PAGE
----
frequencies 3.8 THz, 5.5 THz, 7 THz, we simulate the spatial distribution of
electric and magnetic fields that periodically oscillates 360
All neuron data in this work are recorded on the 7–8 days old rat hippocampus neuron cells  grown by culturing the embryogenic cells on various substrates described earlier (Fig. 3a) [64,65]. The schematics below Fig. 3a show two types of contacts between the probe and the material. First, soft physical contact with the membrane surface (left) is shown. Second, the probe is inserted deep below the membrane (right). The potentials at different locations are plotted as a function of time (Fig. 3b,c). The locations are: (i) in the microtubule& neurofilament bundle in the central part of the axon tube (SA, EA), (ii) on the membrane of Soma (S), (iii) on the membrane of synaptic axon bouton (AB), (iv) actin-beta spectrin cylindrical net, located a few nm (3–5 nm) below the membrane (depicted as AcS) and (v) at the dendritic synaptic bouton (D). Fig. 3c shows four threshold potentials. First, AcS is the filament potential (FP). Second, SA and EA are the action initial segment’s potentials (AISP). Third, AB is the synaptic feedback potential (SP). These four potentials set the time of rising, sustain & fall of an action potential (AP). Here we depict AP as S. The SA & EA signals in Fig. 3b show two failed attempts to trigger a nerve impulse (depicted as search 1, 2) before their potentials reach a threshold to hold a flat potential. When SA and EA potentials are flat, energy flow reaches an equilibrium, and that causes the action potential to rise. It is an important observation. Since the technology does not permit us to observe events faster than a millisecond in the membrane-spike view of neuron firing, such signals remained unnoticed. The feedback potential AB acquires a more organized behavior under the wave train (Fig. 3c) than an isolated discrete pulse (Fig. 3b). Fig. 3c suggests that quantized energy transfer reveals multi-modal communications deep inside a neuron before a neuron fires. Pre-polarization is a fast spike with reverse polarity. It is followed by a nerve spike and is naturally observed in a patch-clamp (90 mV)  measurement. A reverse polarization is (~20 mV) not observed when a coaxial atom probe reads a nerve impulse. The observation is expected because the measurement mechanism of action potential here is not neutralization of cell fluids but measurement of dielectric property of ions or dipoles. Thus, observation is not limited by fluid flow.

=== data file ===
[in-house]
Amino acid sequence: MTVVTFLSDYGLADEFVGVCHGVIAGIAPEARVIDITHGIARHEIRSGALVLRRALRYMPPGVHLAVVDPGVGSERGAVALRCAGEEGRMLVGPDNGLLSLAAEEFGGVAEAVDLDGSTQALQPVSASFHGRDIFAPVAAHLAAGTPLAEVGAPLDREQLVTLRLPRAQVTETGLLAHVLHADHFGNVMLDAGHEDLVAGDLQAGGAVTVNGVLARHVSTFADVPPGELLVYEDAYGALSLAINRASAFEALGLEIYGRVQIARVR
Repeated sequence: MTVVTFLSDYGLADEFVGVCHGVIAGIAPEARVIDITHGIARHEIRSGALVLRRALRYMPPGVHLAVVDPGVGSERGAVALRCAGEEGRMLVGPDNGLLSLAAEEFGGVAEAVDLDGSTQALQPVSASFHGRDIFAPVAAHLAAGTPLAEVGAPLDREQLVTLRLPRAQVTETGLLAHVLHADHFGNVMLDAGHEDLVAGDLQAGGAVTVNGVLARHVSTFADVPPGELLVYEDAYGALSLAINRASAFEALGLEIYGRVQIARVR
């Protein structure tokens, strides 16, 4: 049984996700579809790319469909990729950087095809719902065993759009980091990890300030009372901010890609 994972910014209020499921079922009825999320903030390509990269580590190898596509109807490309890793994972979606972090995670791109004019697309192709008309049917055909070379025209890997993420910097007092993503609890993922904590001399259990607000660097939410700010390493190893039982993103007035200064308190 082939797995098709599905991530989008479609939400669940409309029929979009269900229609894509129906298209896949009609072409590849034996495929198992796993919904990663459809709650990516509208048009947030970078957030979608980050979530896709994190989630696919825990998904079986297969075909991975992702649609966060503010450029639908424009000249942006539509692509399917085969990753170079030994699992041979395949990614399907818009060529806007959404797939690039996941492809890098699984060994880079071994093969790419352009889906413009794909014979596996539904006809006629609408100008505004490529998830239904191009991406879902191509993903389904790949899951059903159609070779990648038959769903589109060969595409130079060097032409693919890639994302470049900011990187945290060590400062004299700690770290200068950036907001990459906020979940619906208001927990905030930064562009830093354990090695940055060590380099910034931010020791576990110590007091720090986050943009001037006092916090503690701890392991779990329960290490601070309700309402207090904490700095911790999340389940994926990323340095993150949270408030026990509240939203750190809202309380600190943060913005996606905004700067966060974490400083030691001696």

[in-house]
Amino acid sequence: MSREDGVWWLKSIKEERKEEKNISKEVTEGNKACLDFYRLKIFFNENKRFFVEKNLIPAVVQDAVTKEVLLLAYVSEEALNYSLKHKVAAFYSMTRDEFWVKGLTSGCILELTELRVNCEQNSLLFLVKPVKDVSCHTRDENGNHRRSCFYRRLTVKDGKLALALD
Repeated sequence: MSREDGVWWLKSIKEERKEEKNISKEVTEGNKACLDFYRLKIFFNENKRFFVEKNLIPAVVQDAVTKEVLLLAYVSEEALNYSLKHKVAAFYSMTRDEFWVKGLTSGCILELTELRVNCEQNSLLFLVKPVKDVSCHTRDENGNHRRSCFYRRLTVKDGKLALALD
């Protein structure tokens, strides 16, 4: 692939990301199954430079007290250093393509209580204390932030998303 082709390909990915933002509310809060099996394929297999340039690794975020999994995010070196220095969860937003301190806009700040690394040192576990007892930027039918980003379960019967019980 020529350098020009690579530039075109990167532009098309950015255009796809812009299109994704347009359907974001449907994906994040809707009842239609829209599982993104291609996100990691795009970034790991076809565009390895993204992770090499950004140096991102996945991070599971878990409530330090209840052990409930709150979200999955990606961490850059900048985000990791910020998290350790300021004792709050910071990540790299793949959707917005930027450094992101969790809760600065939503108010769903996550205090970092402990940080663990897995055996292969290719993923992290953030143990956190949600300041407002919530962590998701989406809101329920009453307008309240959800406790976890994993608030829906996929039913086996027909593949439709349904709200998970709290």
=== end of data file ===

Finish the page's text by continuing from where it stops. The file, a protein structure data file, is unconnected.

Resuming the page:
Ion channels of the membrane are connected to a few proteins beneath, which link to the actin-beta spectrin cylindrical net that links the microtubule-neurofilament core. If we calculate the spatial ratio, 95% of a neural branch is densely packed with microtubule-neurofilament structure, i.e., HeBHiZ. Chemically, Hodgkin-Huxley has shown earlier in their Nobel-prize winning work  that neuron fires even if HeBHiZ does not exist. HeBHiZ is not essential for firing. However, our theory and experiment both argue that it edits the time gap between spikes, essential for brain cognition. If the microtubule-neurofilament structure is dissolved, then the membrane attached actin-spectrin periodic lattice-like architecture disappears. Their physical relationship was never measured before. Fig. 2d shows the normalized current (~10 pA) at 100 mV(RMS) ac signal (time = 1/frequency) for tubulin protein, microtubule-neurofilament core, actin-beta spectrin net, and the membrane —measured deep inside a neuron cell. The Gaussian distribution of around 80 measurements suggests that physically isolated neuron components are also temporally isolated. Since many measurements are averaged, we could conclude that five temporal regions exist. We reported the measurement of biomaterial’s triplet of triplet resonance bands in these materials earlier . Here, we measure the current response, not the reflected or transmitted pulse train, so it is an average current output of several proteins and complexes. By modifying the probe design, we could extend the operational time limit to record a wide range of elements in the axon. Since in the last 80 years, hundreds of publications reported dielectric resonance of many proteins, we could write a database of frequencies in the control software and detect proteins & structures if touched during a blind motion through the forest of proteins in an axon. We call it a protein hunt.
Ion channels do not need ATP (ambient temperature and pressure), so even an
isolated membrane slice open/close ion channels release ions. We scanned the
potential distribution for natural ion emissions from a membrane slice using a
Scanning Tunneling Microscope (STM) [23,24] (Fig. 4a). In SDIM imaging, the
lipid molecules of the membrane are not visible, which improves the ion channel
mapping (Fig. 4b). Thus far, a patch-clamp always recorded that a single ion
channel remains open or close for random durations. For a coaxial probe at tip
We measured the ion channel density for various lengths and diameters of the
axonal branches to confirm the unique ratio of the density of ion channels